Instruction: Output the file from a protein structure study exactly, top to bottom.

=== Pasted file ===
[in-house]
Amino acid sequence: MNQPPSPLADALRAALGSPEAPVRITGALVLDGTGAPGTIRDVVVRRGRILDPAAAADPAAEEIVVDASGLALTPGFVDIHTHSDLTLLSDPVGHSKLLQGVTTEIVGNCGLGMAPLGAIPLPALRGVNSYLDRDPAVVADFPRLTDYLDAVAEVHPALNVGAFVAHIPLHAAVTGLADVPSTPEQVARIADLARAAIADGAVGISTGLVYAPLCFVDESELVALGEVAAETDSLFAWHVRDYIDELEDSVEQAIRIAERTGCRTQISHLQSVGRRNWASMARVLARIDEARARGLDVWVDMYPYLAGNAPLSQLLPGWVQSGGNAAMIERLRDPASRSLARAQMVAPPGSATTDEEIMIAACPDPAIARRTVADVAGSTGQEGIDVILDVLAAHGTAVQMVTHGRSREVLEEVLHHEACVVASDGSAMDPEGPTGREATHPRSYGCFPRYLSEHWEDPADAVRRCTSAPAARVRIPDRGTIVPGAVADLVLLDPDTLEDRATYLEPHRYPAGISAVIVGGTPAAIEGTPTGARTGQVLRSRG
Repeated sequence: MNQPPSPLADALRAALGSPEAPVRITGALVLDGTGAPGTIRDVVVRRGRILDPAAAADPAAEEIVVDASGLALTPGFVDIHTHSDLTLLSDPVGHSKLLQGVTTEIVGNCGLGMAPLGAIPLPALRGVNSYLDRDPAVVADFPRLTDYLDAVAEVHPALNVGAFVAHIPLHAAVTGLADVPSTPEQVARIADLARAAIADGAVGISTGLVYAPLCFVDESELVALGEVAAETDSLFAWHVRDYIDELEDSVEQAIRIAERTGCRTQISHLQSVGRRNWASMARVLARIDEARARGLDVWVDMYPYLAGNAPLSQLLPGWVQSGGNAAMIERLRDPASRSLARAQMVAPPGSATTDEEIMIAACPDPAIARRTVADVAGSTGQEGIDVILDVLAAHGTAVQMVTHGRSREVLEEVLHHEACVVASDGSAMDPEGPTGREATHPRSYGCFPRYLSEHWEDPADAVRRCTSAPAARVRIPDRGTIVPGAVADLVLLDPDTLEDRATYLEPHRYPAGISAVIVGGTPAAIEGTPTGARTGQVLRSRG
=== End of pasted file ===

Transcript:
[in-house]
Amino acid sequence: MNQPPSPLADALRAALGSPEAPVRITGALVLDGTGAPGTIRDVVVRRGRILDPAAAADPAAEEIVVDASGLALTPGFVDIHTHSDLTLLSDPVGHSKLLQGVTTEIVGNCGLGMAPLGAIPLPALRGVNSYLDRDPAVVADFPRLTDYLDAVAEVHPALNVGAFVAHIPLHAAVTGLADVPSTPEQVARIADLARAAIADGAVGISTGLVYAPLCFVDESELVALGEVAAETDSLFAWHVRDYIDELEDSVEQAIRIAERTGCRTQISHLQSVGRRNWASMARVLARIDEARARGLDVWVDMYPYLAGNAPLSQLLPGWVQSGGNAAMIERLRDPASRSLARAQMVAPPGSATTDEEIMIAACPDPAIARRTVADVAGSTGQEGIDVILDVLAAHGTAVQMVTHGRSREVLEEVLHHEACVVASDGSAMDPEGPTGREATHPRSYGCFPRYLSEHWEDPADAVRRCTSAPAARVRIPDRGTIVPGAVADLVLLDPDTLEDRATYLEPHRYPAGISAVIVGGTPAAIEGTPTGARTGQVLRSRG
Repeated sequence: MNQPPSPLADALRAALGSPEAPVRITGALVLDGTGAPGTIRDVVVRRGRILDPAAAADPAAEEIVVDASGLALTPGFVDIHTHSDLTLLSDPVGHSKLLQGVTTEIVGNCGLGMAPLGAIPLPALRGVNSYLDRDPAVVADFPRLTDYLDAVAEVHPALNVGAFVAHIPLHAAVTGLADVPSTPEQVARIADLARAAIADGAVGISTGLVYAPLCFVDESELVALGEVAAETDSLFAWHVRDYIDELEDSVEQAIRIAERTGCRTQISHLQSVGRRNWASMARVLARIDEARARGLDVWVDMYPYLAGNAPLSQLLPGWVQSGGNAAMIERLRDPASRSLARAQMVAPPGSATTDEEIMIAACPDPAIARRTVADVAGSTGQEGIDVILDVLAAHGTAVQMVTHGRSREVLEEVLHHEACVVASDGSAMDPEGPTGREATHPRSYGCFPRYLSEHWEDPADAVRRCTSAPAARVRIPDRGTIVPGAVADLVLLDPDTLEDRATYLEPHRYPAGISAVIVGGTPAAIEGTPTGARTGQVLRSRG